Anyone who has spent time doing college-level studio visits over the past few years has a list of undergrad and MFA students whose work is so polished—or so funky—that it would not look at all out of place in a Chelsea white cube. More and more—and much sooner than later these days—that’s exactly where it ends up. Tanyth Berkeley was fresh out of Columbia when she debuted so confidently at Bellwether last month. Jodie Vicenta Jacobson, who graduated from Hunter in 2004, makes a strong first impression in Yancey Richardson’s Project space right now. And Sarah Anne Johnson, whose irresistible show just opened at Julie Saul, is the latest of a long list of young women to go straight from Yale’s famous MFA photo program to a New York gallery. (Among her predecessors: Justine Kurland, Malerie Marder, Katy Grannan, Jenny Gage, Dana Hoey, and Deborah Mesa-Pelly.)
Johnson, 28, lives in Winnipeg and didn’t stray too far from home to gather material for “Tree Planting,” the three-year project she shows at Saul. Even before she started photographing the activity in earnest, Johnson had taken part in what she calls “a rite of passage for Canadian kids”: up to 60 days of backbreaking work replanting cleared forestland, one tiny sapling at a time. At 10 cents a tree, it takes a lot of practice to make the $250 to $300 a day Johnson claims she typically pulled down, but the hardships—the heat, the bugs, the rain, the mud—make for one unforgettable summer job. And once the workday is over, the sense of community is heady enough to draw middle-class twentysomethings back year after year. “It’s the closest thing I’ve found to utopia,” Johnson says.
Arranged eccentrically and without frames across a long, curving wall at Saul, the photographs Johnson brought back from these stints in the wilderness form a kaleidoscope of moments, events, places, and impressions: the aerial view of a paved road curving through the countryside, a girl kneeling in a field of flowers with a butterfly on her fingertip, a couple on a raft in a muddy pond, a shirtless man laughing under a cloud-filled sky, a baby deer, a tent in the woods, a splash in a creek. But look closer, and you’ll see that half of these images have been fabricated in Johnson’s studio, where she crafts Sculpey figures to populate modeling-clay landscapes. Scattered among the actual photos, these constructed pictures are sometimes blatantly fake, sometimes utterly convincing, throwing viewers into a lovely, trippy confusion, which is just where Johnson wants us.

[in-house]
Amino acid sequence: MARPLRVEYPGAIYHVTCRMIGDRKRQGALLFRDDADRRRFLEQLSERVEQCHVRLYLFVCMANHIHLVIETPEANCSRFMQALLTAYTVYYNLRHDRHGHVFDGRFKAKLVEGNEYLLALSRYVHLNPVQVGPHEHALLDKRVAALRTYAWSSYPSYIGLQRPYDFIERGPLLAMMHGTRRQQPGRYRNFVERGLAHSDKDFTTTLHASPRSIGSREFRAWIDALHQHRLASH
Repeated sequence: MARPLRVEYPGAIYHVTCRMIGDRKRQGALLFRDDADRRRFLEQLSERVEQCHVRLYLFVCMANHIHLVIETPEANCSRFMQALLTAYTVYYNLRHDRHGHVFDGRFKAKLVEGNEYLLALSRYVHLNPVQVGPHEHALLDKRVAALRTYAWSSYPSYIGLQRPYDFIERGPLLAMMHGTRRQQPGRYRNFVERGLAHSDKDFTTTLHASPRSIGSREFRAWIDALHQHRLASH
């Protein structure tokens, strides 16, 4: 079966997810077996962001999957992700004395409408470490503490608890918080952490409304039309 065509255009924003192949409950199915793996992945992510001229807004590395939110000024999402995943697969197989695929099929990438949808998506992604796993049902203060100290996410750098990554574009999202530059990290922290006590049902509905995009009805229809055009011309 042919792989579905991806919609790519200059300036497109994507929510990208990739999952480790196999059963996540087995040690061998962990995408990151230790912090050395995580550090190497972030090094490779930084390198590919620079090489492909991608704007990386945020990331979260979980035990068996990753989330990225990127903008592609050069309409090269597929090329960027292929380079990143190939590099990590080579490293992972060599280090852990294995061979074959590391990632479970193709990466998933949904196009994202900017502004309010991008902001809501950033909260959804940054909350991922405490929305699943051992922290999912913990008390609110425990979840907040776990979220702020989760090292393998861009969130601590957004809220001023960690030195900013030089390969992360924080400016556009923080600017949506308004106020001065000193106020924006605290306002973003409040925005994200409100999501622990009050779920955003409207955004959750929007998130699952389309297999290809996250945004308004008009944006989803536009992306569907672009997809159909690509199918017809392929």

“I’m one of those artists who just feel their way through things,” Johnson says, explaining that her project was developing along parallel paths before she realized how naturally the real and constructed images worked together. She began making what she calls “dolls” so that she could fill in the gaps between what she was able to record with the camera and what she remembered from her tree planting experiences. Some of the doll pictures improve on existing photos; others are memories or metaphors—a way of capturing moments that Johnson missed or flubbed with her camera, and conveying not just the specificity of her experience but its flashes of sublimity.
Although her scale-model sets vary in size from a small tabletop to something as big as a double bed, each of them demands a witty, ad hoc inventiveness all the more challenging on a student budget. “I think being broke forces you to be more creative,” Johnson says, pointing to the picture of a craggy mountaintop wreathed in clouds. The mountain is painted packing foam and the clouds cotton puffs that she blew on during the image’s extended exposure to create the right gauzy effect. The wooden slats of a board-walk through the woods are stained popsicle sticks. “I like the tricks,” says Johnson, who picked up pointers working on set construction for theater and film productions, as well as assisting on one of Gregory Crewdson’s cinematic setups. “I’m kind of a jack-of-all-trades, master of none.” But Johnson’s inspired mix of artifice and reality, naïveté and sophistication, makes mere mastery beside the point. In the season’s most engaging and appealing photographic debut, she’s both documented and created a back-to-the-garden utopia you won’t want to leave.
This article from the Village Voice Archive was posted on February 8, 2005